Reading an epic such as the Mahabharata in the unabridged is essential. Abridged versions gloss over nuances and end up placing people as heroes or villains, victors or the vanquished, the good and the bad. However, the Mahabharata is full of situations where there can be no absolute answer or a final word on what is right and what is wrong. Debroy rightly explains that episodes in the Mahabharata contextualise “the unsolvable riddle of the tension between free will and determinism, the so-called karma concept”. Most of us have heard “what’s not found in the Mahabharata will not be found anywhere else”. Each one of us can relate to or identify with one or the other numerous characters in the epic, or the situations of conflicts that they are caught up in. Every episode establishes that dharma is relative and not absolute or rigid; it is sookshma or subtle and desha and kaala specific (it’s relative to place and era). It is only an unabridged narration which can allow this for us to read, understand and savour.
Volume I covered the snake sacrifice where the story of Mahabharata was told. It narrated the birth of Vyasa himself, and the Sambava Parva which details the core story. Droupadi’s marriage and Vidura’s arrival are also narrated here.
Volume II covered Arjuna’s banishment to the forest, the burning of Khandava forest, the killing of Jarasandha and Sishupala, the game of dice and the Nala Damayanti story.
Volume III includes the interesting conversation between Droupadi and Satyabhama and ends with Yudishtra answering the yaksha to save his brothers.
Volume IV begins with the Pandava’s 13th year in exile in Virata’s kingdom, details the other war of the Mahabharata when the Kouravas rob King Virata of his cattle. It also includes the narrations about the two failed messenger emissaries — Sanjaya and Krishna and ends with an assessment of the two sides and their warriors.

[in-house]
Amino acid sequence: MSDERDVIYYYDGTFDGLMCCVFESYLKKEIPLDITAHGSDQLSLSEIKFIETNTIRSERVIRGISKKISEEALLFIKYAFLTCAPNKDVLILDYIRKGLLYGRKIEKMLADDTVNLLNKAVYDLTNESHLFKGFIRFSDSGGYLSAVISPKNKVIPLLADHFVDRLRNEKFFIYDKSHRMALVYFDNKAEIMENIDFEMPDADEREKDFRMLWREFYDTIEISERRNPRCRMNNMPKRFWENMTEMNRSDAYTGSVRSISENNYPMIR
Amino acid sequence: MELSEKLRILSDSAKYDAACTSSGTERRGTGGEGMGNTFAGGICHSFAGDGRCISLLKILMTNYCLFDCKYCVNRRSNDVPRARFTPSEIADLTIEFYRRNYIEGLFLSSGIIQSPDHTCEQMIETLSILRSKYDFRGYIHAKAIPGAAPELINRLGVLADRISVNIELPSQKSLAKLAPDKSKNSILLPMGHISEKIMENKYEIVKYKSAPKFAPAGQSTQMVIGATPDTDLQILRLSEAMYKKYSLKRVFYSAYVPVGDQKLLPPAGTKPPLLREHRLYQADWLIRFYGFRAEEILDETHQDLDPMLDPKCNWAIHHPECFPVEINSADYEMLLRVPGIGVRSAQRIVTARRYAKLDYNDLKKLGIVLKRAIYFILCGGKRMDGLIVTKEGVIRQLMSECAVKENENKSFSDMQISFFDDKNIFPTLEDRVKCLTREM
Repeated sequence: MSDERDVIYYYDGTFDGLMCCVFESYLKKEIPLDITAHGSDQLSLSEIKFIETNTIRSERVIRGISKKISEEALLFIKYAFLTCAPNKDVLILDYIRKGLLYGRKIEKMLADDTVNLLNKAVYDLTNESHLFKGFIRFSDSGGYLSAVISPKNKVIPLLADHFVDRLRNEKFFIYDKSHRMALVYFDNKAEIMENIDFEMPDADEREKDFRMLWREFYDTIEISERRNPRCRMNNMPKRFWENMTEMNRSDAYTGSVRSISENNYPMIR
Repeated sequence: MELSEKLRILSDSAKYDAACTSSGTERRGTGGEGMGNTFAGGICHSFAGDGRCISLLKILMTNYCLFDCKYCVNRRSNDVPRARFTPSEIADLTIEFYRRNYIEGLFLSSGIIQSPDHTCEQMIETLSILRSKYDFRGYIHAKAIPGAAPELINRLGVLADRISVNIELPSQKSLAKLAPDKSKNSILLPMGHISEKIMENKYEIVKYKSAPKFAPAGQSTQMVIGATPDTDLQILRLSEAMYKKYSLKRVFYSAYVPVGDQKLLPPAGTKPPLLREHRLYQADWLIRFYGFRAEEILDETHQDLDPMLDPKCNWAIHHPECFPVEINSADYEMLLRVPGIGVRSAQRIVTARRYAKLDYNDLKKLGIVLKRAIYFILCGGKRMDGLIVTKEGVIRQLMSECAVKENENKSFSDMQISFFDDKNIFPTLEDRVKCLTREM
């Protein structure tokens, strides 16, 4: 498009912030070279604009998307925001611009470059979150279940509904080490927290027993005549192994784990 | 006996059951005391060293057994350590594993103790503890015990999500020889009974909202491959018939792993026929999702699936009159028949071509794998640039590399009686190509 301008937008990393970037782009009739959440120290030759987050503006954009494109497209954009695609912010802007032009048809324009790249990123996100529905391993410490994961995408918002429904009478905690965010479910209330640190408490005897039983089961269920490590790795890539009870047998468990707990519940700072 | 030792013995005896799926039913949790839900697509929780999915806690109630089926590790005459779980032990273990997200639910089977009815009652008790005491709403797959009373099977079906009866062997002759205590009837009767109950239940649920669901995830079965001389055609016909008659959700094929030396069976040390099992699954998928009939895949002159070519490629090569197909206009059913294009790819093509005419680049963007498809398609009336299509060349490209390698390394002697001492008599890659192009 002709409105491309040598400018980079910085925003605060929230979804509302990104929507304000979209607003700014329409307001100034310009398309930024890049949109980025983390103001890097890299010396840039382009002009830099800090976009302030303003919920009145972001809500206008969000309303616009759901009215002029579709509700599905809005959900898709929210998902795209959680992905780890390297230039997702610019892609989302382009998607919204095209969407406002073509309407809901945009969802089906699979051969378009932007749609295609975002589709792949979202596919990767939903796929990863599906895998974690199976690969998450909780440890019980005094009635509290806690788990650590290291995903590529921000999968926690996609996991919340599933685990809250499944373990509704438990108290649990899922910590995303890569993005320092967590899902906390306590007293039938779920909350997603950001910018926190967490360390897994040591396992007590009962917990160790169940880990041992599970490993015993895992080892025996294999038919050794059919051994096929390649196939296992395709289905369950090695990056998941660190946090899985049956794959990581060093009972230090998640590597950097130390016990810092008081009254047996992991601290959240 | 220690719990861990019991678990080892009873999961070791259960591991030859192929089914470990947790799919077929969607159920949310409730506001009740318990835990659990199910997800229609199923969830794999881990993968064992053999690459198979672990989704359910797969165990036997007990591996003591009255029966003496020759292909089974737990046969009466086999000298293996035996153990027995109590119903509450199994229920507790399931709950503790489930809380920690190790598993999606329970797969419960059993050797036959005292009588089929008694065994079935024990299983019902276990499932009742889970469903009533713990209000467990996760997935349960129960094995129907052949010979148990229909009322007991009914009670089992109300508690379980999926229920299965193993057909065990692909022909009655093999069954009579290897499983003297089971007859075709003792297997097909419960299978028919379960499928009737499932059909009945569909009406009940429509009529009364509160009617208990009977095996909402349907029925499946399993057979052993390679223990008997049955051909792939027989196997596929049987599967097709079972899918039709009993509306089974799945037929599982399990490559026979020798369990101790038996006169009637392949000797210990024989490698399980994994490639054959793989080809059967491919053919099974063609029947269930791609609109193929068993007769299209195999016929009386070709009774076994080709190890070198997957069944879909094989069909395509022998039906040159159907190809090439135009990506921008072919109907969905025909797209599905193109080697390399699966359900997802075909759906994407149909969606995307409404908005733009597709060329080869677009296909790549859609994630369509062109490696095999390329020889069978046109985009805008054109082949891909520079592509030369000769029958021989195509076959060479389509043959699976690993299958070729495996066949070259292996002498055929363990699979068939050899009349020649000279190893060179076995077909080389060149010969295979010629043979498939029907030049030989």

The latest, Volume V, begins with the episode of Amba who is reborn as Shikhandi, marking the end of Udyoga Parva. Also described are the first 10 days of the Kurukshetra battle, which marks the fall of Bhishma. The Bhagavad Gita also features here. This volume is of great interest, as it describes Jambukhanda or the central continent on earth (wherein the Bharatavarsha is located). A few examples can be picked up from a section in this volume to show how footnotes have made this entire work more than just a translation. And this is where Debroy’s scholarship gives the value addition to the reader. Sanjaya referring to “the aryas, mlechhas and men from mixed lineage” who live in this Bharatavarsha says they “drink water from the rivers”. He names nearly 200 rivers to Dhritarashtra, here the listener. In the footnotes, Debroy identifies and matches most of them to the rivers and locations as we know them today.
Translating epics in contemporary language/s adds to the repository of what is our civilisational heritage. In the age of royal patronage, artists, sculptors and poets created what generations have valued. In the absence of such patronage and in a commercial world, publishers such as Penguin including translations, particularly of the epics, in their portfolio is welcome. There is a market for this, and it is a good augury.